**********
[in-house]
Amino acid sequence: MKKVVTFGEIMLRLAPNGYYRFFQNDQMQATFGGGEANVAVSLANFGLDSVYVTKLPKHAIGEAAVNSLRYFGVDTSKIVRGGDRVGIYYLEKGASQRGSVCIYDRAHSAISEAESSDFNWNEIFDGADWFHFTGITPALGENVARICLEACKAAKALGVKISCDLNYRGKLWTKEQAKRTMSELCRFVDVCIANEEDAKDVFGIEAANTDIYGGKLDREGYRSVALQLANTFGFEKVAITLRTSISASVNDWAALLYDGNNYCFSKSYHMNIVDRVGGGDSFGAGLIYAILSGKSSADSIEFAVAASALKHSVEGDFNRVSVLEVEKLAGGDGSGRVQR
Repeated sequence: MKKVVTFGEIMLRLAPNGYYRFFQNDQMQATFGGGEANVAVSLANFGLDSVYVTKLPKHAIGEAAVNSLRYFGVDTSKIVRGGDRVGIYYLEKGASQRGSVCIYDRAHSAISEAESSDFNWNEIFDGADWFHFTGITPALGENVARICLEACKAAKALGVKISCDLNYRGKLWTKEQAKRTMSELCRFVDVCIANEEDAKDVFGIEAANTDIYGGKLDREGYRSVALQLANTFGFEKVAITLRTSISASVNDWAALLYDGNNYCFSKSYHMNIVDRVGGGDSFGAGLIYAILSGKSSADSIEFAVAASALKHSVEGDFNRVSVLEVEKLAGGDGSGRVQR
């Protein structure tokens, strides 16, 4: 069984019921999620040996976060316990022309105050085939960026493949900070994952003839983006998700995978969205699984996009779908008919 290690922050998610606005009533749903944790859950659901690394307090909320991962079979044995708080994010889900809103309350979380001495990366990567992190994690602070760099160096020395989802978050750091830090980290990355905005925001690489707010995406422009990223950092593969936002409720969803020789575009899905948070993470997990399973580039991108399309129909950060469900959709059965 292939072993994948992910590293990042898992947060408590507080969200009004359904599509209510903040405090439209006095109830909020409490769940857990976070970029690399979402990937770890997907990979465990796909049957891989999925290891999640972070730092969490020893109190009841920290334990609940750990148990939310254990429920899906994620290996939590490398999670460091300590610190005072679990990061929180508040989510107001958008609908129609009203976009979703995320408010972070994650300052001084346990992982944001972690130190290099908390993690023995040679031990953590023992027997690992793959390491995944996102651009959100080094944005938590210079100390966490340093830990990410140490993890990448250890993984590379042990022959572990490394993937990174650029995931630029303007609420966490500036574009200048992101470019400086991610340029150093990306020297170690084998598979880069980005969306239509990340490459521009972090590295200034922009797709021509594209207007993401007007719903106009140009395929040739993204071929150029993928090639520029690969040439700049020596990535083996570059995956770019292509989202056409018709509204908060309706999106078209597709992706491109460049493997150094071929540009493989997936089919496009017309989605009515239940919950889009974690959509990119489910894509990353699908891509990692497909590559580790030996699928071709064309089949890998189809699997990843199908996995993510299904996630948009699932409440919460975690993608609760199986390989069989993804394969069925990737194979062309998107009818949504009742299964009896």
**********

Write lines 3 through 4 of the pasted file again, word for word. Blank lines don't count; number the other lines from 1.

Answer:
Repeated sequence: MKKVVTFGEIMLRLAPNGYYRFFQNDQMQATFGGGEANVAVSLANFGLDSVYVTKLPKHAIGEAAVNSLRYFGVDTSKIVRGGDRVGIYYLEKGASQRGSVCIYDRAHSAISEAESSDFNWNEIFDGADWFHFTGITPALGENVARICLEACKAAKALGVKISCDLNYRGKLWTKEQAKRTMSELCRFVDVCIANEEDAKDVFGIEAANTDIYGGKLDREGYRSVALQLANTFGFEKVAITLRTSISASVNDWAALLYDGNNYCFSKSYHMNIVDRVGGGDSFGAGLIYAILSGKSSADSIEFAVAASALKHSVEGDFNRVSVLEVEKLAGGDGSGRVQR
């Protein structure tokens, strides 16, 4: 069984019921999620040996976060316990022309105050085939960026493949900070994952003839983006998700995978969205699984996009779908008919 290690922050998610606005009533749903944790859950659901690394307090909320991962079979044995708080994010889900809103309350979380001495990366990567992190994690602070760099160096020395989802978050750091830090980290990355905005925001690489707010995406422009990223950092593969936002409720969803020789575009899905948070993470997990399973580039991108399309129909950060469900959709059965 292939072993994948992910590293990042898992947060408590507080969200009004359904599509209510903040405090439209006095109830909020409490769940857990976070970029690399979402990937770890997907990979465990796909049957891989999925290891999640972070730092969490020893109190009841920290334990609940750990148990939310254990429920899906994620290996939590490398999670460091300590610190005072679990990061929180508040989510107001958008609908129609009203976009979703995320408010972070994650300052001084346990992982944001972690130190290099908390993690023995040679031990953590023992027997690992793959390491995944996102651009959100080094944005938590210079100390966490340093830990990410140490993890990448250890993984590379042990022959572990490394993937990174650029995931630029303007609420966490500036574009200048992101470019400086991610340029150093990306020297170690084998598979880069980005969306239509990340490459521009972090590295200034922009797709021509594209207007993401007007719903106009140009395929040739993204071929150029993928090639520029690969040439700049020596990535083996570059995956770019292509989202056409018709509204908060309706999106078209597709992706491109460049493997150094071929540009493989997936089919496009017309989605009515239940919950889009974690959509990119489910894509990353699908891509990692497909590559580790030996699928071709064309089949890998189809699997990843199908996995993510299904996630948009699932409440919460975690993608609760199986390989069989993804394969069925990737194979062309998107009818949504009742299964009896």